Elmer Bernstein, Film Composer, Dead at 82
LOS ANGELES – Film composer Elmer Bernstein, who created a brawny, big-sky theme for “The Magnificent Seven,” nerve-jangling jazz for “The Man With The Golden Arm” and heart-rending grace notes for “To Kill a Mockingbird,” has died.
Bernstein, whose prolific career spanned seven decades and earned him 14 Academy Award nominations, an Oscar win and an Emmy Award, died in his sleep at his Ojai home Wednesday, said his publicist, Cathy Mouton. He was 82.
Although he won an Oscar only once for the 1967 film “Thoroughly Modern Millie” ó considered one of his weaker works ó Bernstein was revered for experimenting with various techniques that bolstered the films.
“It’s one thing to write music that reinforces a film, underscores it ó the traditional sense of stressing, underlining ó or gives it added dramatic muscle,” director Martin Scorsese once said. “It’s entirely another to write music that graces a film. That’s what Elmer Bernstein does, and that, for me, is his greatest gift.”
Among his more notable efforts were the scores for “Some Came Running,” “Birdman of Alcatraz,” “The Great Escape,” “Hawaii,” “The Great Santini,” “Cast a Giant Shadow,” “My Left Foot,” “A River Runs Through It,” “Devil in a Blue Dress” and “The Age of Innocence.” He also composed several works for symphony orchestras.
In addition, he scored such movie classics as “The Ten Commandments,” “The Magnificent Seven,” “To Kill a Mockingbird,” “The Great Escape” and “True Grit.” Other credits included “National Lampoon’s Animal House,” “Airplane!,” “Stripes,” “Meatballs,” “Ghostbusters,” “Trading Places” and “The Rainmaker.”
“Film music, properly done, should give the film a kind of emotional rail on which to ride,” Bernstein told The Associated Press in a 2001 interview. “Without even realizing that you’re listening to music that’s doing something to your emotions, you will have an emotional experience.”
“To Kill a Mockingbird” presented Bernstein quite a challenge. For six weeks he could find no way to approach the story, which concerned racism and the Depression in a small Southern town.
“Then I realized that the film was about these issues but seen through the eyes of children,” he once recalled. “The simple score was played by a small ensemble, at times employing single piano notes, much like a child picking out a tune.”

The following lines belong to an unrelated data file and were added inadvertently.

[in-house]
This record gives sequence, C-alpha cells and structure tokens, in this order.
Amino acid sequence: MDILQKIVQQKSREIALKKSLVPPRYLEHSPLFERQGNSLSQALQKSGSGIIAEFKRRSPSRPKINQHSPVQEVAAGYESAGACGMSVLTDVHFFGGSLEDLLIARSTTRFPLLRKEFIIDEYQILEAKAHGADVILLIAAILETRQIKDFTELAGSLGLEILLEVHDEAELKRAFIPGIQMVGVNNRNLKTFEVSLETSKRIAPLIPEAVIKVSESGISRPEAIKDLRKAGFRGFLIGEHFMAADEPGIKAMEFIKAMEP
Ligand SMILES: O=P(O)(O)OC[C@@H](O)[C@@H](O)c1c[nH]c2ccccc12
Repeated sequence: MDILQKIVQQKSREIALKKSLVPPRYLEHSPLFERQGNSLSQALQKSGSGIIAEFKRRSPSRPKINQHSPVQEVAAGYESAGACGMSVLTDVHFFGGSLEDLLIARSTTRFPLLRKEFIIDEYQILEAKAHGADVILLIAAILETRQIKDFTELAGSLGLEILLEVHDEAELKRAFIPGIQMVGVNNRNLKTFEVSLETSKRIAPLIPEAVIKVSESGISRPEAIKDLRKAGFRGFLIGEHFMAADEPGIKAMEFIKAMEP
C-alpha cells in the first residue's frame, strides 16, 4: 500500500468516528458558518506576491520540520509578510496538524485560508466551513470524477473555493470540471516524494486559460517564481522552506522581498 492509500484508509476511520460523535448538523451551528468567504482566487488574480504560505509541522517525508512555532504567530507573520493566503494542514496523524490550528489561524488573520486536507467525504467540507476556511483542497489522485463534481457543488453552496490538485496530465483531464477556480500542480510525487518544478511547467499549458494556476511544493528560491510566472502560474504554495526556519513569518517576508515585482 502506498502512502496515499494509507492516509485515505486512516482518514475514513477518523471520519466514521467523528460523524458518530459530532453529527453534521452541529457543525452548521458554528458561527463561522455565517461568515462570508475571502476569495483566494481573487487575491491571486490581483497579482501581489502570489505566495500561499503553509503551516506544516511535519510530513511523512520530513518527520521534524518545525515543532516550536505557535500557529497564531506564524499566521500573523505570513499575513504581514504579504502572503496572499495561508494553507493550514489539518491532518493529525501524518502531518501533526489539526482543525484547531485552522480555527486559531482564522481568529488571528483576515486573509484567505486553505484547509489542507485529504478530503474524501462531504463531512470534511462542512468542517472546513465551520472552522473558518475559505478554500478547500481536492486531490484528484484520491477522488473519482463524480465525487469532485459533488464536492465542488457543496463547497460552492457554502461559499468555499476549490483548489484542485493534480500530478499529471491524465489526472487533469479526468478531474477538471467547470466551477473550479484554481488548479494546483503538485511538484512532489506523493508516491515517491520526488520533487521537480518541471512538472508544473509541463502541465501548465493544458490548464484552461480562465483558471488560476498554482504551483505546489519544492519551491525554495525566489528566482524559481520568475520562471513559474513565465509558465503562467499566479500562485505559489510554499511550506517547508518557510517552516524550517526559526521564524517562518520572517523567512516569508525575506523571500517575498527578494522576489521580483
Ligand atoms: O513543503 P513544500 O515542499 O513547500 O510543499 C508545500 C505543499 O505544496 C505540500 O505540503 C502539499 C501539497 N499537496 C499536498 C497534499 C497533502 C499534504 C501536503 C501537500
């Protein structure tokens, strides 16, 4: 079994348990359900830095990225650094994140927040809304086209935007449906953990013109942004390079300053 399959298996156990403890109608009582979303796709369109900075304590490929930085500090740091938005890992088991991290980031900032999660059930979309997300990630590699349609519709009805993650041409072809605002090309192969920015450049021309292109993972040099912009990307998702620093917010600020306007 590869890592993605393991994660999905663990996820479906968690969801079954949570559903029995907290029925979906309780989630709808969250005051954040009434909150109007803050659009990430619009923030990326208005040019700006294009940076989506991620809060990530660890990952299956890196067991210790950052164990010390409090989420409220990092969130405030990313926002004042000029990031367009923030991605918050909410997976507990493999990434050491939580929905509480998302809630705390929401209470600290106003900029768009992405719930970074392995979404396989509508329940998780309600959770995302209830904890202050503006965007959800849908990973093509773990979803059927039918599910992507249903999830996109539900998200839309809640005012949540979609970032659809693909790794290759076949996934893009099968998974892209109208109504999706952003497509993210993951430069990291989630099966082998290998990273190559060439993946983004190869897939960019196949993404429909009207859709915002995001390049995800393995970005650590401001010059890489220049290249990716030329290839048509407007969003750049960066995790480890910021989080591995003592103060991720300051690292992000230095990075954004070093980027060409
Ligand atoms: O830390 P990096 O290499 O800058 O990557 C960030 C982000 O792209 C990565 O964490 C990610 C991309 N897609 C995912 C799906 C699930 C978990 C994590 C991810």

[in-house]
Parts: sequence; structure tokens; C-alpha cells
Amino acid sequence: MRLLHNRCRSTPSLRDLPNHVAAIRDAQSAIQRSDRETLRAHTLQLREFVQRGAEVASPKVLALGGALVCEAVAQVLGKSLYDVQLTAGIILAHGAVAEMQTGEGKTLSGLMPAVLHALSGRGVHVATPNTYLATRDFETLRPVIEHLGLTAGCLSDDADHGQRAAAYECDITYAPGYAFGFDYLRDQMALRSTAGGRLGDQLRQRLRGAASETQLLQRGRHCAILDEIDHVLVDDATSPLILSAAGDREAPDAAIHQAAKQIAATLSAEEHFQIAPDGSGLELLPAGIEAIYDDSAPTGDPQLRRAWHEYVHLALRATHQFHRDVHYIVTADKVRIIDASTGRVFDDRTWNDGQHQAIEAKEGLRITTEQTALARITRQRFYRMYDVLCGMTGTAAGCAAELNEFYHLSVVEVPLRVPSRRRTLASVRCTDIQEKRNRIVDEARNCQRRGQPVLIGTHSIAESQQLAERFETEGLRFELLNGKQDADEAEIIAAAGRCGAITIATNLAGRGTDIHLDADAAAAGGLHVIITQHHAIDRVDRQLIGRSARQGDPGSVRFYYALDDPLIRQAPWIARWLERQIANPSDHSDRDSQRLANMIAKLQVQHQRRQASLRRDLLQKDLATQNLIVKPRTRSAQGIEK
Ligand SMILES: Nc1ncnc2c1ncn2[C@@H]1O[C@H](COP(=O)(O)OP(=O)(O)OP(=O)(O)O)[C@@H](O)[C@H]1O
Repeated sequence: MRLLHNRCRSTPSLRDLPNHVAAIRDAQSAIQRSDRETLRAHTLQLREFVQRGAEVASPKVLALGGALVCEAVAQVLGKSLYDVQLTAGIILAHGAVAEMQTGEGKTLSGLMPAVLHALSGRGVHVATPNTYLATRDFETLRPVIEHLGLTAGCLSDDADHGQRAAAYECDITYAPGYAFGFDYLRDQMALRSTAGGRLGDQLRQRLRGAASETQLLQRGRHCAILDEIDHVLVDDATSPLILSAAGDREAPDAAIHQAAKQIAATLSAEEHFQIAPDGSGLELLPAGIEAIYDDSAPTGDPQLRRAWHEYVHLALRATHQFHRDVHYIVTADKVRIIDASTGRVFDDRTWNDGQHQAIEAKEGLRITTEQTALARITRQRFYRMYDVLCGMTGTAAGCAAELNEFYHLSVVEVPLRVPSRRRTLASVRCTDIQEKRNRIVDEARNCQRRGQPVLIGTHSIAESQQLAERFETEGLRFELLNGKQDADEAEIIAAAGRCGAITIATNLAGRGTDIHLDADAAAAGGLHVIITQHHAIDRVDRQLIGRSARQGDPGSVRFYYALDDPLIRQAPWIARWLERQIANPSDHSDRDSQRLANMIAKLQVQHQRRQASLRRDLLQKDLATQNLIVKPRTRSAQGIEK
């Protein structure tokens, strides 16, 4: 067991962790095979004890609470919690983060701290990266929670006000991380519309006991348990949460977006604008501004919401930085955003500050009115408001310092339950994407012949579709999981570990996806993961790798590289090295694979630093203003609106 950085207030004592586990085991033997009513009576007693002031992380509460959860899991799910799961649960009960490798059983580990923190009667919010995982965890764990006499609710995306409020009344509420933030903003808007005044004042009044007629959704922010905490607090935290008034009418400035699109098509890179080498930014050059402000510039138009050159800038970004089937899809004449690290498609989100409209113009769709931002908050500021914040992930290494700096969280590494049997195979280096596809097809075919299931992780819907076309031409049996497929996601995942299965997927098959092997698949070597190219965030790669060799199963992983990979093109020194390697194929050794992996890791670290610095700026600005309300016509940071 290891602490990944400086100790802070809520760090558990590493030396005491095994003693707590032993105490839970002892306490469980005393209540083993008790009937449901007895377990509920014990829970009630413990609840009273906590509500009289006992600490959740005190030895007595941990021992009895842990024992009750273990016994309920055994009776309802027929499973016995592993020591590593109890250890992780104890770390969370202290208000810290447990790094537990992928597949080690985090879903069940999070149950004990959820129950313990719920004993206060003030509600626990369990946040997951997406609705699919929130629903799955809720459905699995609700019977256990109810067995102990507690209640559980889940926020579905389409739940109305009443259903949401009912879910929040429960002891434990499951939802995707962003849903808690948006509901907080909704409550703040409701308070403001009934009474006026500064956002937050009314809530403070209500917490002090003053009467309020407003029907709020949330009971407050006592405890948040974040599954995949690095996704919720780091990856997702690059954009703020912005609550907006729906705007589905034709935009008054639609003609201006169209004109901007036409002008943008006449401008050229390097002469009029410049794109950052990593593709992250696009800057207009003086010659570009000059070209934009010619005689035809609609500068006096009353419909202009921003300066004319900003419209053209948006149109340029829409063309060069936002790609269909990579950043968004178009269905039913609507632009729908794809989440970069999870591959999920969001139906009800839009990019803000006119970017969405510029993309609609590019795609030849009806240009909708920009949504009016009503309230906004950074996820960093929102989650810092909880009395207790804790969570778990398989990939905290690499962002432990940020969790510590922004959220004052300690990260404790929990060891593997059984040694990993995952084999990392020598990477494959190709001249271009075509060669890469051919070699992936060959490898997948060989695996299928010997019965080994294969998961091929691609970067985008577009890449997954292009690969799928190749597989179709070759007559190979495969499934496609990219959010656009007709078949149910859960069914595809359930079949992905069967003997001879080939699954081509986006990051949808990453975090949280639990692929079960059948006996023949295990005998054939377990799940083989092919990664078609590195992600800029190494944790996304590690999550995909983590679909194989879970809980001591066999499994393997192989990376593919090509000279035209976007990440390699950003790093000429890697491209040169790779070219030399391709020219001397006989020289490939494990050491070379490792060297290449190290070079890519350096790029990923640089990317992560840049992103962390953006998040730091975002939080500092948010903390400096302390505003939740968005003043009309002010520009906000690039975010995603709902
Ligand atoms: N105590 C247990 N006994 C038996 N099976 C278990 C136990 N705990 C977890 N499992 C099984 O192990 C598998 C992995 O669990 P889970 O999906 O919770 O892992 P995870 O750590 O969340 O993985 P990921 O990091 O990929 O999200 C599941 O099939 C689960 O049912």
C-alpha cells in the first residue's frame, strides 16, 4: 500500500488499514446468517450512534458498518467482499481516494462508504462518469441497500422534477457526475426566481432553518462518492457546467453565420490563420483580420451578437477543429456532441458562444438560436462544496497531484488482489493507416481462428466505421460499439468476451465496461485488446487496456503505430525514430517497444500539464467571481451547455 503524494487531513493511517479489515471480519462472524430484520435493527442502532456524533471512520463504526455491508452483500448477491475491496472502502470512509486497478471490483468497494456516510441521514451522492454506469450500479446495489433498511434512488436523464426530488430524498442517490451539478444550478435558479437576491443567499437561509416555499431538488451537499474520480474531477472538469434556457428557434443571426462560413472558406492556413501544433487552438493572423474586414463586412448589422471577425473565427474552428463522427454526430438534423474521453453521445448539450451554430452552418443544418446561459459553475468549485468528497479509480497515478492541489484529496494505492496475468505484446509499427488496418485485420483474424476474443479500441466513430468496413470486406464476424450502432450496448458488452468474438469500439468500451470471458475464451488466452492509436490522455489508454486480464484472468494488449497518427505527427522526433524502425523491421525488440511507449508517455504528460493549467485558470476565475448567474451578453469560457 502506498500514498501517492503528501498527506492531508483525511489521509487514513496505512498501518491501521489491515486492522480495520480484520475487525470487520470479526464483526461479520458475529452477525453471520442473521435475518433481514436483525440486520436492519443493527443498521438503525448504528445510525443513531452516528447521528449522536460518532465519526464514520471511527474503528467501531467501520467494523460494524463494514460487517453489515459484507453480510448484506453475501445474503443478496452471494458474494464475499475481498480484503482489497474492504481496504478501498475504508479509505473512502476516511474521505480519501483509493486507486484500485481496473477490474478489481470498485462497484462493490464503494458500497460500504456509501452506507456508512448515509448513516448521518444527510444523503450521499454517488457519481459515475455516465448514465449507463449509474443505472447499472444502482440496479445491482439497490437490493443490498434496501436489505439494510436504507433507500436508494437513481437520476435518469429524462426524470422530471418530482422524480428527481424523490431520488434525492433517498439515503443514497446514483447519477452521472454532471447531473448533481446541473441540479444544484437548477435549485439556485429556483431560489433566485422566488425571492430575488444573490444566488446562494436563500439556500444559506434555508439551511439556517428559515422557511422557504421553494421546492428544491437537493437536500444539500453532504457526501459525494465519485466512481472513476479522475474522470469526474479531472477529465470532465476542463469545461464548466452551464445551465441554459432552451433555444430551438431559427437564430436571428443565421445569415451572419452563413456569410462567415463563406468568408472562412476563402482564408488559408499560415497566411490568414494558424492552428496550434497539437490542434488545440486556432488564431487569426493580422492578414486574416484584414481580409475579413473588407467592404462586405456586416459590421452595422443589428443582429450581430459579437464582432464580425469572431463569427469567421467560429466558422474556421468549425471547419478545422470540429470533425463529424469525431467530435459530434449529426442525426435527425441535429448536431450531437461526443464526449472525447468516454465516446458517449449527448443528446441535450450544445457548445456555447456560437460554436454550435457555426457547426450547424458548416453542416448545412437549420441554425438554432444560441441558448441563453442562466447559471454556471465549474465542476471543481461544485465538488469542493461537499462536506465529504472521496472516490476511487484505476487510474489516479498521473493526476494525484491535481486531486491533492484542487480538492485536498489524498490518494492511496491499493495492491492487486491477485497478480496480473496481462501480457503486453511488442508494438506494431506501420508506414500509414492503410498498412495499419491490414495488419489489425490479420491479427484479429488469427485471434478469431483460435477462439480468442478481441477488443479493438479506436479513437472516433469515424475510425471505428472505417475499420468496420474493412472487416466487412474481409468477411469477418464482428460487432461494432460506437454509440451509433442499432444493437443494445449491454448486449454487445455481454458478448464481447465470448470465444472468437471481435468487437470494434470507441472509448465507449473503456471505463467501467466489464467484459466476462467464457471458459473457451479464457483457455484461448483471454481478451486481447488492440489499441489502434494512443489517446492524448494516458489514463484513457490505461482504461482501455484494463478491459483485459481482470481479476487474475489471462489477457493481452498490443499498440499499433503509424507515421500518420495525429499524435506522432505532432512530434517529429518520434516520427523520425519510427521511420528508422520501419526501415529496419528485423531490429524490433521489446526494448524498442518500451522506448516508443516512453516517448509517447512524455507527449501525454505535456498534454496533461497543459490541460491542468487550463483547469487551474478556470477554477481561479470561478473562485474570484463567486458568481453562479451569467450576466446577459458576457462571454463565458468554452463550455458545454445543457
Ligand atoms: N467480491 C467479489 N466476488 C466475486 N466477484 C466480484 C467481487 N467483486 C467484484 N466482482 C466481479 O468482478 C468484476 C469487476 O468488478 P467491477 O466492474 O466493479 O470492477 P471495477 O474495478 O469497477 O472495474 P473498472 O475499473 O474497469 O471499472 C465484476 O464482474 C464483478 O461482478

For “The Man with the Golden Arm,” in which Frank Sinatra played a heroin-addicted jazz musician, he discarded the studio orchestra for a jazz ensemble. For the landmark western “The Magnificent Seven,” Bernstein composed a galloping march that remained famous for years afterward in TV ads for Marlboro cigarettes.
A piano prodigy who studied composing under Aaron Copland in New York, Bernstein moved to Hollywood in 1950 to work on his first movie score, for the football film “Saturday’s Hero.” After a few more routine assignments he made his mark with the moody music for the Joan Crawford thriller “Sudden Fear.”
Although both hailed from New York, he was no relation to the legendary composer Leonard Bernstein.
“That’s a common question,” Mouton said. “They were friends and fellow New Yorkers, but they were not related in any way.”
A supporter of left-wing causes, Bernstein’s career was nearly destroyed by the Hollywood Red Hunt of the 1950s when he was summoned before a congressional subcommittee and told to identify communists in the film industry. He refused, saying he’d never attended a Communist party meeting.
“I wasn’t important enough to be blacklisted, so I was put on a gray list,” he once said.
Still, major studios refused to hire him, and he resorted to turning out music for low-budget films like “Robot Monster” and “Cat Women of the Moon.”
Ironically, it was the vocally anti-communist director Cecil B. De Mille who broke the gray list by hiring Bernstein to replace the ailing Victor Young on “The Ten Commandments.”
De Mille asked him, “Do you think you can do for Egyptian music what Puccini did for Japanese music in `Madame Butterfly’?” The young composer accepted the challenge, earning the first of his 14 Oscar nominations in the process.
Through 200 movies and 80 television shows, Bernstein would prove that he could adapt to any kind of music. He won an Emmy Award in 1964 for “The Making of The President: 1960.”
He is survived by his wife, Eve, sons Peter and Gregory, daughters Emilie and Elizabeth, and five grandchildren.
A memorial service is pending.
Elmer Bernstein, Film Composer, Dead at 82